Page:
This comic is credited text/ art copyright 1984 Matt Howarth. If nothing else, it suggests this story, unlike the lead feature (part two of what gets called elsewhere “The LOOT Caper) is a solo Howarth production. It’s also at least potentially older than the main feature, though not by much. All characters (Ron Post, Savage Henry, etc) credited to Howarth.
Each of the Post Bros stories have a backup, but this one is the most interesting– what we get, in essence, is a series of images, each with some a title that implies the name of the song tat accompanies it on the new Bulldaggers album. One way to read this, I suppose, is to see the Bulldaggers album as a concept album, which here would be about exploring the ruins of a dead civilization (The Hurzog, maybe?). On the sidebar of each image, you’ve got headshots and credits of members of the Bulldogs, telling us who played what instrument on this track.(There’s also a sort of bonus section, doing mostly the same for the five song single that was recorded along with the album, but released separately. Or so I imagine it– think of it as bonus tracks, if that helps).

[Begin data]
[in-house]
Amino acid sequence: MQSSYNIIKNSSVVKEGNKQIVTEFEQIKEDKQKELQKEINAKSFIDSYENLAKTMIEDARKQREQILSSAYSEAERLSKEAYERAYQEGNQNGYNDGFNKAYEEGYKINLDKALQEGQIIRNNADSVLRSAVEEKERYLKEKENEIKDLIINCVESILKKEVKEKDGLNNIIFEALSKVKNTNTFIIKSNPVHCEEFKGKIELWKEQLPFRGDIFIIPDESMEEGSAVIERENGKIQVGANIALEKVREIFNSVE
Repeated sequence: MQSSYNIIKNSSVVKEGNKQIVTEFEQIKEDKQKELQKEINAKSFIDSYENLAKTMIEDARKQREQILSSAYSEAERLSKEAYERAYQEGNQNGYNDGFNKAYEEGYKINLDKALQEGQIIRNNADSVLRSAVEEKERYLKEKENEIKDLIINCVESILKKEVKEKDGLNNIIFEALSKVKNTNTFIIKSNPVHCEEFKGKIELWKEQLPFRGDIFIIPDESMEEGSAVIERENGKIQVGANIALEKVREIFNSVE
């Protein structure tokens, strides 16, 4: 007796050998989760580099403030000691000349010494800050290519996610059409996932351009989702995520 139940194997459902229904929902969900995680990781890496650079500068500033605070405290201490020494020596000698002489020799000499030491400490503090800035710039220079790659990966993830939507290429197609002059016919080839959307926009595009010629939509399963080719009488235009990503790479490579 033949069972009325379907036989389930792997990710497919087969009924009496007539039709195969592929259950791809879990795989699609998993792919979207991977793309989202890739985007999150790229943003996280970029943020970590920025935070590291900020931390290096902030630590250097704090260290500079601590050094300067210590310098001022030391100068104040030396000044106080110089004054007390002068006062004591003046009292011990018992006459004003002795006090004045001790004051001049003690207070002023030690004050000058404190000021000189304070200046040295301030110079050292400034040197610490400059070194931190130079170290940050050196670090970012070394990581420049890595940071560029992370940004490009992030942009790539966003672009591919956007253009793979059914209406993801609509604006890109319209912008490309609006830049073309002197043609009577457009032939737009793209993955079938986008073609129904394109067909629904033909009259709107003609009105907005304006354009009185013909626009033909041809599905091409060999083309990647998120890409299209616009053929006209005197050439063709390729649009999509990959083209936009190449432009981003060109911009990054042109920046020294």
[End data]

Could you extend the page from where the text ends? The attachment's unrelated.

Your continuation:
Honestly, it’s a mindblowingly cool conceit, even if the story itself doesn’t offer a whole lot– there are very cool individual images, showing left behind items of the Hurzog race (toothbrush, vacuum cleaner) and brief, encyclopedic entries about different local species like the Windwhales. The final “track” offers a pithy kiss-off, that breakdancing killed the Hurzog. Not sure what to make of that, except that it must have felt topical at the time.
I’m also unsure what to make of the alien race being called Hurzog. Like Herzog, Werner, the German arthouse director? It’s possible that the alien race and their left behind stuff alludes to Fitzcarroldo, which IMDB tells me was released in ’82, though the name might just be a coincidence.
Really, this whole backup is a mystery to me, but I love it. It implies this whole world– not just the world the Bulldaggers investigate, but also a world of self-created artifacts where Howarth seems to be working on all these different levels– comics and music (he sells tapes in the back of the mag, for Christ’s sake) but also other stories, other music unmade and unheard. It adds, for me now and for the me who read some of this stuff back when it was first produced, to the impression of Howarth as this kind of promethean figure, making more and more art, much more than anyone could actually consume or fully understand. It’s glorious stuff, and maybe someday I’ll have more to say about it than, “Look at that!”